Indonesia Central Bank Chief to Raise Rates Again If Needed
(Bloomberg) -- Indonesia’s central bank Governor Perry Warjiyo said his quick action in raising interest rates has helped to stabilize the currency, adding that more policy tightening and market intervention may be needed if conditions warrant it.
In his first interview with international media since he took office two weeks ago, Warjiyo said previous episodes of market turmoil -- like the 2013 taper tantrum -- has taught him to act early.
“One of the key lessons is that you have to pre-empt the uncertainty,” he said in an interview with Bloomberg Television’s Haslinda Amin in Jakarta on Wednesday. “It’s one of the first things we did. To pre-empt the uncertainty of the possibility of the Fed Funds rate increasing more than three times,” as well as the impact of the U.S. fiscal deficit on Treasury bill yields and rising global risk, he said.
Indonesia has been one of the hardest hit economies in Asia amid a global emerging-market selloff sparked by rising U.S. interest rates and a stronger dollar. With the Federal Reserve widely expected to raise rates again next week, central banks are bracing for further volatility.
India’s central bank raised its benchmark rate on Wednesday, joining Asian nations from the Philippines to Malaysia in tightening policy.
His actions have won the backing of the International Monetary Fund, which said Indonesia is in a much stronger position to face external shocks.
“You have to pre-empt the uncertainty,” he said. “And thank goodness, after pre-empting those bouts of uncertainties, our rupiah has been quite strong or stable. I want it to be stronger than now. It’s still overshooting."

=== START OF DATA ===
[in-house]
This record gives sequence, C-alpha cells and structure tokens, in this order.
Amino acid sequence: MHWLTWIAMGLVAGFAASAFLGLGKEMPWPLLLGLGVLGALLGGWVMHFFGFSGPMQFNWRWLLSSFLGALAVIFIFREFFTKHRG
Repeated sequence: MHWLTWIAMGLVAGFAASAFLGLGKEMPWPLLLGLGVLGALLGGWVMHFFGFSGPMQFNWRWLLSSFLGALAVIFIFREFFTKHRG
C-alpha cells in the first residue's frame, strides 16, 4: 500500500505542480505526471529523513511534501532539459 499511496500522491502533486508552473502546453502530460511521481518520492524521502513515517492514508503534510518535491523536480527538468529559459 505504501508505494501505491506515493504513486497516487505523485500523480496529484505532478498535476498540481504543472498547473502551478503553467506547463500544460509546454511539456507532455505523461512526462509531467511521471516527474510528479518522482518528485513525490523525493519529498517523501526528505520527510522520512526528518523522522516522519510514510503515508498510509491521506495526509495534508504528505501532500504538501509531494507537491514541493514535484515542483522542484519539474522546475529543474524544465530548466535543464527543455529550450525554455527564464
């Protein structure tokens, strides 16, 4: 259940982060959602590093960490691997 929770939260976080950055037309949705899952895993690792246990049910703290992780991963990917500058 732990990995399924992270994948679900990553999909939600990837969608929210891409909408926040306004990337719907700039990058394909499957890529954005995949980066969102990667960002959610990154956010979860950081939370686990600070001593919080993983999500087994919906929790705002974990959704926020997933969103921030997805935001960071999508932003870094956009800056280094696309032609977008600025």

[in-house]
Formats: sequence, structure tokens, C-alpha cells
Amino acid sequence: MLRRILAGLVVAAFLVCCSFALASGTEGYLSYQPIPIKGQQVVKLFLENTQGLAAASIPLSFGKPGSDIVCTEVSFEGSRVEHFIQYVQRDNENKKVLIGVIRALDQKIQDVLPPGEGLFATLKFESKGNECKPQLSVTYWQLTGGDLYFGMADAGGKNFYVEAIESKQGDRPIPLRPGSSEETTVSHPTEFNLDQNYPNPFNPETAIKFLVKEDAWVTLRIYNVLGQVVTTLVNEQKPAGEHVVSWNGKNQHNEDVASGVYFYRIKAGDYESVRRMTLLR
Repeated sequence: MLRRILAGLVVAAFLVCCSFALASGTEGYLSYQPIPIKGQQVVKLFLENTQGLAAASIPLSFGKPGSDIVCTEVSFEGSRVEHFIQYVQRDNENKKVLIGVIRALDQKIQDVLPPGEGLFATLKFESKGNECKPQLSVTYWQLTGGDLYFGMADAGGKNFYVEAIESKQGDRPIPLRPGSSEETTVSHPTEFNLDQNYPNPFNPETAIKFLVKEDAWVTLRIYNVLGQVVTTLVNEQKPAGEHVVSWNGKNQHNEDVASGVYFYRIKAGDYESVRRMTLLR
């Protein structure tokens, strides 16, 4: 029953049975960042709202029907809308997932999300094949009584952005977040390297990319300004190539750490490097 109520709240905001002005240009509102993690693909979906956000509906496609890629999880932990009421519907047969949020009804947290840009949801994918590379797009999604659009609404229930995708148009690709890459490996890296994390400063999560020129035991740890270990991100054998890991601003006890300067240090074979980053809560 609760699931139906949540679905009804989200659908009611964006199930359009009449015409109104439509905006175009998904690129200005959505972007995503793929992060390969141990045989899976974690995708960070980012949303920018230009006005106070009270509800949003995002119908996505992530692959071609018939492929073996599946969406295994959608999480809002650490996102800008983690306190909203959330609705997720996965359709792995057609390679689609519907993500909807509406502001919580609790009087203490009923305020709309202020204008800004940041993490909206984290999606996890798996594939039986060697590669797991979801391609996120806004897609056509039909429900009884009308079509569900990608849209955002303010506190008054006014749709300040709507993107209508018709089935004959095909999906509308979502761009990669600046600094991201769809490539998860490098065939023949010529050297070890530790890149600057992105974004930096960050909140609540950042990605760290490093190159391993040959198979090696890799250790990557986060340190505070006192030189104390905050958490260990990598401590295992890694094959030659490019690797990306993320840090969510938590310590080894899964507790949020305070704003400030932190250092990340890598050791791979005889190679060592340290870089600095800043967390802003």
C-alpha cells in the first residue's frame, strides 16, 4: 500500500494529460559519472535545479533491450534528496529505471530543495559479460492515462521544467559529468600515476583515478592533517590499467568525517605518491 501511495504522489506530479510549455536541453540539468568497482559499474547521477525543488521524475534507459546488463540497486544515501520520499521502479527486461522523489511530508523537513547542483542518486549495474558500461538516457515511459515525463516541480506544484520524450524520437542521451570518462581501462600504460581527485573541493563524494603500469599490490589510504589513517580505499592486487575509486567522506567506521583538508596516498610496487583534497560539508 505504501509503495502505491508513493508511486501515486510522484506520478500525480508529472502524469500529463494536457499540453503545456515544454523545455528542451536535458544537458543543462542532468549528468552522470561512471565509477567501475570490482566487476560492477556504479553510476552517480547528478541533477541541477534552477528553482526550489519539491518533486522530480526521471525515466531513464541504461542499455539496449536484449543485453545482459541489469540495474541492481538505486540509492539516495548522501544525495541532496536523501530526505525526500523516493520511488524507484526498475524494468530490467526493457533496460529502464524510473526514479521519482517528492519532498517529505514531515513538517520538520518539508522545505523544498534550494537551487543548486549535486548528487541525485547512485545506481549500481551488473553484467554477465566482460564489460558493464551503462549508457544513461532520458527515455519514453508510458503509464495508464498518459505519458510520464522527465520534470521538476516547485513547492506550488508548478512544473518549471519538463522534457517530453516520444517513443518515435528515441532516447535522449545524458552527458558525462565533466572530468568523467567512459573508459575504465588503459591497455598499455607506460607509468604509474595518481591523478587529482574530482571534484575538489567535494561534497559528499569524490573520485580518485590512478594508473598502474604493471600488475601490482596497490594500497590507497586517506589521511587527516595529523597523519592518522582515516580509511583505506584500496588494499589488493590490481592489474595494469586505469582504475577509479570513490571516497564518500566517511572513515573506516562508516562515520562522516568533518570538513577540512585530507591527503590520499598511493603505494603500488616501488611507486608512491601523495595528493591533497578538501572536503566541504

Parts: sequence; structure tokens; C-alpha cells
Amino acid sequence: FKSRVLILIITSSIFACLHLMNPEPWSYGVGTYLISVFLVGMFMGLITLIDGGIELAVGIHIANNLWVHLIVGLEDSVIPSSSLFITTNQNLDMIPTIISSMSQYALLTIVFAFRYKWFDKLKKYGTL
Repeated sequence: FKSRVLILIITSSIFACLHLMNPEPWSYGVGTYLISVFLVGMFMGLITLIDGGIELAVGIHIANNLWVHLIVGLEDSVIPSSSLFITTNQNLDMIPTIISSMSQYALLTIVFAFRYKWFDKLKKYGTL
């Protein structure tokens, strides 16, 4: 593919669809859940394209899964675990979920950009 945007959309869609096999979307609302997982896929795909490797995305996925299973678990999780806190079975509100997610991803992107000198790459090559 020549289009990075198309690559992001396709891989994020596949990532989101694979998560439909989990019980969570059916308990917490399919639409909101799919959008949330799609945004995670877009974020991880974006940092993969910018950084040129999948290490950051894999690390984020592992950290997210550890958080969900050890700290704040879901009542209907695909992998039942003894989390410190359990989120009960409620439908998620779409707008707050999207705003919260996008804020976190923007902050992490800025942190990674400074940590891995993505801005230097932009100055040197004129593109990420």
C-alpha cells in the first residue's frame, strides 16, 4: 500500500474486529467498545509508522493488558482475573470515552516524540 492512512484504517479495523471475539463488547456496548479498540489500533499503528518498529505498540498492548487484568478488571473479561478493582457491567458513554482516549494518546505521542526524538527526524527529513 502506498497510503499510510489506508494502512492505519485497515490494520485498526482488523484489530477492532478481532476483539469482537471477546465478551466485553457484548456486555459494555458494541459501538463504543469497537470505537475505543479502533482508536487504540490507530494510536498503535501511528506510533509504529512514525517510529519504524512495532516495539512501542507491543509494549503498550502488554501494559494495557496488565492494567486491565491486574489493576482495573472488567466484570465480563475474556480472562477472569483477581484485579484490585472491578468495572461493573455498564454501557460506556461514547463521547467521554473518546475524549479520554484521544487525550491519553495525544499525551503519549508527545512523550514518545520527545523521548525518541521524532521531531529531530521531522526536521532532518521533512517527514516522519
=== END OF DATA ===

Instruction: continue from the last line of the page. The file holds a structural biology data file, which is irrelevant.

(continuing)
The rupiah has gained more than 2 percent against the dollar since the governor took office on May 24, among the best performers in emerging markets. Warjiyo said more tightening will depend on how financial and economic developments pan out.
“Yes, there is a possibility of a rate hike,” he said. “Of course, the magnitude and timing will be measured and will depend on our calibration of new information that will be coming.”
The governor said the central bank will continue intervening in the currency and bond markets to ensure that the adjustment is smooth.
"We will stand ready if there is pressure in the market, like the one that we are seeing since early February,” Warjiyo said. “This is beyond normal, this is the thing that the market is in the process of adjustment."
To be effective, currency intervention must be accompanied by buying government bonds from the secondary market because the exchange rate is linked to foreign purchases of government debt, he said.
Warjiyo assured that the economy remains sound despite recent selloffs. Investors have dumped about $1.9 billion of Indonesian bonds since the end of March and the Jakarta Stock Exchange Composite Index is down more than 4 percent this year.
"Look at Indonesia’s fundamentals. Look carefully, look at how Indonesia has been resilient in coming forward in every tension from external," he said. "We are ready to take action to make sure that our economic fundamentals are strong and we build a layer of support for resilience."
Bank Indonesia expects the economy to expand 5.1 percent to 5.2 percent this year, from 5.07 percent in 2017.
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